The standard assumes 3 surface zones on a machine or production line with different requirements for each zone (eg different materials). These areas are:

  • Food-zone: machine surfaces come into contact with food, or something can drip off a surface and end up in the process.
  •  Splash-zone: food may splash on these surfaces, but it will no longer enter the product flow.
  • Niet-food-zone: all other areas..

In addition, the nature of the foodstuffs and the location in the production line are important starting points. Wet or dry products, wet or dry working environment: this can affect the demands on the machine.

Nevertheless, there are general requirements that are easy to assess when purchasing a machine, device or (part of) a production line.

  •  Food zone: machine surfaces must meet the Food Contact Materials requirements (EG 1935/2004). So easy to clean and impermeable, non-toxic, non-absorbent, corrosion-resistant and has no negative influence on products.
  • In the splash zone, it is also easy to clean and impermeable, non-toxic, non-absorbent and corrosion-resistant.
  • Either corrosion-resistant or treated prior applies in the non-food zone.
  • Smooth surfaces with no possibilities for product residue to stay behind.
  • Transitions of surfaces are round and streamlined.
  • Carry out welding as hygienically as possible.
  • Avoid permanent connections, dead spaces and corners.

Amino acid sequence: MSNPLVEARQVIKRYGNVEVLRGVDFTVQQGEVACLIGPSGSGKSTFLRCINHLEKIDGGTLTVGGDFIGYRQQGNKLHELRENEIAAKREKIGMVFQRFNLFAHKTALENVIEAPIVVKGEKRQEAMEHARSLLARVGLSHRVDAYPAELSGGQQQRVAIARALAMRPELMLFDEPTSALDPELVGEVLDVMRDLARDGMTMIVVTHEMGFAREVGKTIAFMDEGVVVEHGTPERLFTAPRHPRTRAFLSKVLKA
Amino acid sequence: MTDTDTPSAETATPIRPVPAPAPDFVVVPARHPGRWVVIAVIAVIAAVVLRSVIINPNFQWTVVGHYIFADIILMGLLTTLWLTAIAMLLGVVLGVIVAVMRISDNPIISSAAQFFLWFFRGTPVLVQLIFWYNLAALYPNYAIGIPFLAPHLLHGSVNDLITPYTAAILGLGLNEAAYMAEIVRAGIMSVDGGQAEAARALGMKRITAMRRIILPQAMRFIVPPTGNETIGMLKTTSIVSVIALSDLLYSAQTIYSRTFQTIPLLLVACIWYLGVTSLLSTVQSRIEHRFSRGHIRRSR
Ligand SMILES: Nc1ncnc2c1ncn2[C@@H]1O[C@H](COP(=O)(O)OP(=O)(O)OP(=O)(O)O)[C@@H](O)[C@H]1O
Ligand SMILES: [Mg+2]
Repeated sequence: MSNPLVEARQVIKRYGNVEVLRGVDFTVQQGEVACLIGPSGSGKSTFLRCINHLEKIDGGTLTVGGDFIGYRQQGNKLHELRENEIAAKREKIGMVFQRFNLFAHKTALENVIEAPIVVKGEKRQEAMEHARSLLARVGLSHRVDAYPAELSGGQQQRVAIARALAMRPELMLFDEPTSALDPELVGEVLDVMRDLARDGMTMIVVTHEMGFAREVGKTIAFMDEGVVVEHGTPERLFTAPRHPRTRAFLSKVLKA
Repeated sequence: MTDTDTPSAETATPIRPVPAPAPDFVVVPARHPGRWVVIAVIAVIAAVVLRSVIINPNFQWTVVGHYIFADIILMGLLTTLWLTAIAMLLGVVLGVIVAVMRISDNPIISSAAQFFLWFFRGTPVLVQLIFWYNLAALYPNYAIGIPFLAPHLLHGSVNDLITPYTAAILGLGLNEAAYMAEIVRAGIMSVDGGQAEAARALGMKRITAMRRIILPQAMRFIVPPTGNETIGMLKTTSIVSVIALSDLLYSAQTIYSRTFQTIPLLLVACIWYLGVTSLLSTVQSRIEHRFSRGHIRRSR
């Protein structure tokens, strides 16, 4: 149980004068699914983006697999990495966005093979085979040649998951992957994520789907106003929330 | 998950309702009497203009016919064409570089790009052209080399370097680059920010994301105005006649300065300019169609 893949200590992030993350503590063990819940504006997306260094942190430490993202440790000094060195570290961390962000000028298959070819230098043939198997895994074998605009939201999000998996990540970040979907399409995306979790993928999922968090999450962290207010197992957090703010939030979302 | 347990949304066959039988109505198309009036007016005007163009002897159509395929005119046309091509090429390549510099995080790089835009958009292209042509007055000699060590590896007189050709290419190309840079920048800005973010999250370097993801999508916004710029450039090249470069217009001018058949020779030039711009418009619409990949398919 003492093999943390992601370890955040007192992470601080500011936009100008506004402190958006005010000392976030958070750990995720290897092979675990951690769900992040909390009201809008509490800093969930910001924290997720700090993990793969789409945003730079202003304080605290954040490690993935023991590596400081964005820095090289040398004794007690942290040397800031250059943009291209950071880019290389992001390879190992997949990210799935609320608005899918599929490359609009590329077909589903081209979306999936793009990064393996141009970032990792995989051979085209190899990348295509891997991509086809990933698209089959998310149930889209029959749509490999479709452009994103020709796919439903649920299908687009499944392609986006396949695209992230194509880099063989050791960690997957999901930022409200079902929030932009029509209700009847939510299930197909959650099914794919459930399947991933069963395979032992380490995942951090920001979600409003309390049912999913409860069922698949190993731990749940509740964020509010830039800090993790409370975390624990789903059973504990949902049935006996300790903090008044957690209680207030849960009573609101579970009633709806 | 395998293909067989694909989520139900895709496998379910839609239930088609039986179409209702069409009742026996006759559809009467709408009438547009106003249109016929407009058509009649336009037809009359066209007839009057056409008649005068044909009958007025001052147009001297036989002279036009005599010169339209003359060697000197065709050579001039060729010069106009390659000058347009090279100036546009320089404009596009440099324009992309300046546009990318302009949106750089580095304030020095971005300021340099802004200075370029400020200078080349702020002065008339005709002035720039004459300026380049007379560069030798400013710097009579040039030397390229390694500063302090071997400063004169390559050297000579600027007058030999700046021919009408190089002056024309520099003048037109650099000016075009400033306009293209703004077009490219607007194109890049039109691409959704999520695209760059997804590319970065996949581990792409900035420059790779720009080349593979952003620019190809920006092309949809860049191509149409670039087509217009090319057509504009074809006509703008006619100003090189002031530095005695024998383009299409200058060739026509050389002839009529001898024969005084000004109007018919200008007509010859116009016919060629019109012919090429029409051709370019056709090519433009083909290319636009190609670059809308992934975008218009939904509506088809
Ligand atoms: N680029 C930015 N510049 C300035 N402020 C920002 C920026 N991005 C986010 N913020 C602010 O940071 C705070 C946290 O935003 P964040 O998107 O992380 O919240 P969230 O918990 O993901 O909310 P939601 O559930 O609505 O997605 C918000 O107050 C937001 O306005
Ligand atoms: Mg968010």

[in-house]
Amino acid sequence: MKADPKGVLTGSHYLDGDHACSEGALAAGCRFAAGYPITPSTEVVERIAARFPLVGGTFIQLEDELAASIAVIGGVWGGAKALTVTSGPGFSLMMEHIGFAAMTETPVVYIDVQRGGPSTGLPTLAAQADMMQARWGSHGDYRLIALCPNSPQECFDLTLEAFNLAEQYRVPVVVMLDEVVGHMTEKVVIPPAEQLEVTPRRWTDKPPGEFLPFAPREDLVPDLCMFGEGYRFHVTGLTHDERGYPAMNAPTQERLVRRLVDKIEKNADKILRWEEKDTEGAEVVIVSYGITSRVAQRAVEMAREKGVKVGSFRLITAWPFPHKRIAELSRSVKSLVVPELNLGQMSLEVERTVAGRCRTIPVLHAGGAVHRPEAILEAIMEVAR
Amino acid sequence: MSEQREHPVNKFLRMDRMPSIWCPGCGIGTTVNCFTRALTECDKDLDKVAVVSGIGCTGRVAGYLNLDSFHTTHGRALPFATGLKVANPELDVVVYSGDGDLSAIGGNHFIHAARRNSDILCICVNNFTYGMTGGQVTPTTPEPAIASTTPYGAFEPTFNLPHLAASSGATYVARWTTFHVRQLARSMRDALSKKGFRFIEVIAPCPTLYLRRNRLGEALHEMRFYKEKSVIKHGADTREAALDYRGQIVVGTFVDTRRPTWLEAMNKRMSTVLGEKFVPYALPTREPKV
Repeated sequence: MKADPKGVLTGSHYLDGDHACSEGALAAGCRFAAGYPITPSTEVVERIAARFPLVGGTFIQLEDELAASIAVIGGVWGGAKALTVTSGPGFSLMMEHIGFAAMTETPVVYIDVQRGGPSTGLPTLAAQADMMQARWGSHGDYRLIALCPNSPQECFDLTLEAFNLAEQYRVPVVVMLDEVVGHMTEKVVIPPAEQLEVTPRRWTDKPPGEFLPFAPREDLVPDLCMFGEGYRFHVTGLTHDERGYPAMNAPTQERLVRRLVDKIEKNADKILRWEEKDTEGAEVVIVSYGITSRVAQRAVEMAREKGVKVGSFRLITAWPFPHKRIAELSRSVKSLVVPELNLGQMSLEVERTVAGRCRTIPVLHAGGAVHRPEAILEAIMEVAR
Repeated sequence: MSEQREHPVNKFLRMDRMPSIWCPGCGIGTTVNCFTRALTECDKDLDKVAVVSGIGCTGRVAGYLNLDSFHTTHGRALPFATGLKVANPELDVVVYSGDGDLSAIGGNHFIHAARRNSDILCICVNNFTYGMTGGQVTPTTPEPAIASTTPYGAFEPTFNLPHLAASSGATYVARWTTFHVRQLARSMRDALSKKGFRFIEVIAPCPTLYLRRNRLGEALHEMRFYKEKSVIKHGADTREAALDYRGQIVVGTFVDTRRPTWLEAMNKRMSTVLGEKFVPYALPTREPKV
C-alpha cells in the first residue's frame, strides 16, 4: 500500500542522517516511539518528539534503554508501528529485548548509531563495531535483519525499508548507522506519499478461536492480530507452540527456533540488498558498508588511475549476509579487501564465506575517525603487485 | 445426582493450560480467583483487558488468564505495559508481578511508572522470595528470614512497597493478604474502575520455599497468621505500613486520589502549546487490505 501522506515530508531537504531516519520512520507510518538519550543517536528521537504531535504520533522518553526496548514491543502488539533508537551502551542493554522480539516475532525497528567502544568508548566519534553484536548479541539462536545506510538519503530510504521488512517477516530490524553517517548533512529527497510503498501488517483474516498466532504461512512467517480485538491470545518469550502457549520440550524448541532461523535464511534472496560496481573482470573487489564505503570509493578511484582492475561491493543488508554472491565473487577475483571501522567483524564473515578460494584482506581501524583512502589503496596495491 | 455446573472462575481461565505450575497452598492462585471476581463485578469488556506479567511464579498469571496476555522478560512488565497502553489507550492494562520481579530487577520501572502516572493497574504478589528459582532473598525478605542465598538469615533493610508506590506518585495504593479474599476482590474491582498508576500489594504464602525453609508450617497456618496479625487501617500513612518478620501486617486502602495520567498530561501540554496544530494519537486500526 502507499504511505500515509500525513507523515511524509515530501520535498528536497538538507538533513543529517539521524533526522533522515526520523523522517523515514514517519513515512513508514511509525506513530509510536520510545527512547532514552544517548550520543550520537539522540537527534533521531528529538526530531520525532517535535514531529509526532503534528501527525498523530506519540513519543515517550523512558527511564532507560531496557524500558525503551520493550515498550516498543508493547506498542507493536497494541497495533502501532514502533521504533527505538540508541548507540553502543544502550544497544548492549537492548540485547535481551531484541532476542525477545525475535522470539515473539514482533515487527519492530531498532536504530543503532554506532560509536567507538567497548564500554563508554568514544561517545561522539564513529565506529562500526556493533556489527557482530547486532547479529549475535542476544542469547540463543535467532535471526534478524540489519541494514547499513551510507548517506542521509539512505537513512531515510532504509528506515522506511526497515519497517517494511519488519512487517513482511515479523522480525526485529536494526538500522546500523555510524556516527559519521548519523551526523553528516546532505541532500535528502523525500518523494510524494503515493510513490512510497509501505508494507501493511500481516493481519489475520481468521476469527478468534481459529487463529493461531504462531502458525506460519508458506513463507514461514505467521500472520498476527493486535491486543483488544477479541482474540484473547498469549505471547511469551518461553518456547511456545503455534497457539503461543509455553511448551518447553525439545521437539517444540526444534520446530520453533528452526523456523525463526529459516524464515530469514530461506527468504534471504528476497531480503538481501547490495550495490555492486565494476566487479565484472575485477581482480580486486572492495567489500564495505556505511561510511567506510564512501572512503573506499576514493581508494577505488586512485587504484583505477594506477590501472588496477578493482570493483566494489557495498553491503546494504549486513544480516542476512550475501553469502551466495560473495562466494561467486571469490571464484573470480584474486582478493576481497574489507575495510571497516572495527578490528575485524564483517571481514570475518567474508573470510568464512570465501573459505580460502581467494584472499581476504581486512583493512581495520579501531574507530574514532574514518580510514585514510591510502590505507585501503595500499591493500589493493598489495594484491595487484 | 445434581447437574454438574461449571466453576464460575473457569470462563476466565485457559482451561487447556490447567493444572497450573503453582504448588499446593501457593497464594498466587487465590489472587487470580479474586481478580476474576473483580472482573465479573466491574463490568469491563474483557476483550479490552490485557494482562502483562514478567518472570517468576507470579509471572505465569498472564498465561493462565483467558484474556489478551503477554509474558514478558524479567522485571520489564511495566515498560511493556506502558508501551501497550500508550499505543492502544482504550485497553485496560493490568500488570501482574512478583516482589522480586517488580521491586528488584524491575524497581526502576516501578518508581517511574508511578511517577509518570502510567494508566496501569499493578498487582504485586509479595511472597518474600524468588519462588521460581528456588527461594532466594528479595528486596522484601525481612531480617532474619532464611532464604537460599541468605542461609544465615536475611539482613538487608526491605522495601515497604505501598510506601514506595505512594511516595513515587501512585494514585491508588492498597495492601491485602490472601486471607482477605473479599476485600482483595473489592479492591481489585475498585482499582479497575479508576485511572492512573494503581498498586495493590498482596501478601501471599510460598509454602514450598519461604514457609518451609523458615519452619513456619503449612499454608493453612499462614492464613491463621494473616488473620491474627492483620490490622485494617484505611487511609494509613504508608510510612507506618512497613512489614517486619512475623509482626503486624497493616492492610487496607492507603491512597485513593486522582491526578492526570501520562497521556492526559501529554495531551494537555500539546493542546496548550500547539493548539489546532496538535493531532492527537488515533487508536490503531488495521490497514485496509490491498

• Avoid screws, bolts, rivets, control panels, knobs and switches in the food area.
  • Only use lubricants outside the food zone.
  • The machine must be accessible for cleaning and inspection. Also applies to the bottom and the mountings. The machine must be at least 10 cm from the floor and smaller machines (table-top model) preferably at least 5 cm from the ’table’. Also, pay attention to ergonomic conditions.
  •  The machine base and feet must be accessible and cleanable. Holes, cavities under the legs must be filled.
  •  No wheels in the food zone and they must be cleanable.
  • No open, hollow profiles for cables and pipes. Flexible cables and pipes must be movable for cleaning.
  • There are no cable ties in the machine, cable ties must be detectable.
  • Vents in the non-food zone, and not directed towards the food zone.
  •  Specific cleaning and maintenance instructions must be included in a manual.
  • Pay attention to the mandatory parts that must be supplied (see machine guideline box)


With the stricter requirements in the new standard, machine builders are challenged to design more robust food safe according to the latest insights.
When purchasing a machine or line, it is becoming increasingly clear to food producers which requirements must be taken into account to make the right choice. This is another important step in food safety!

[1] Verordening (EU) 2019/787 van het Europees Parlement en de Raad van 17 april 2019 betreffende de definitie, omschrijving, presentatie en etikettering van gedistilleerde dranken, het gebruik van de namen van gedistilleerde dranken in de presentatie en etikettering van andere levensmiddelen en de bescherming van geografische aanduidingen van gedistilleerde dranken, het gebruik van ethylalcohol en distillaten uit landbouwproducten in alcoholhoudende dranken, en tot intrekking van Verordening (EG) nr. 110/2008 PB L 130 van 17.5.2019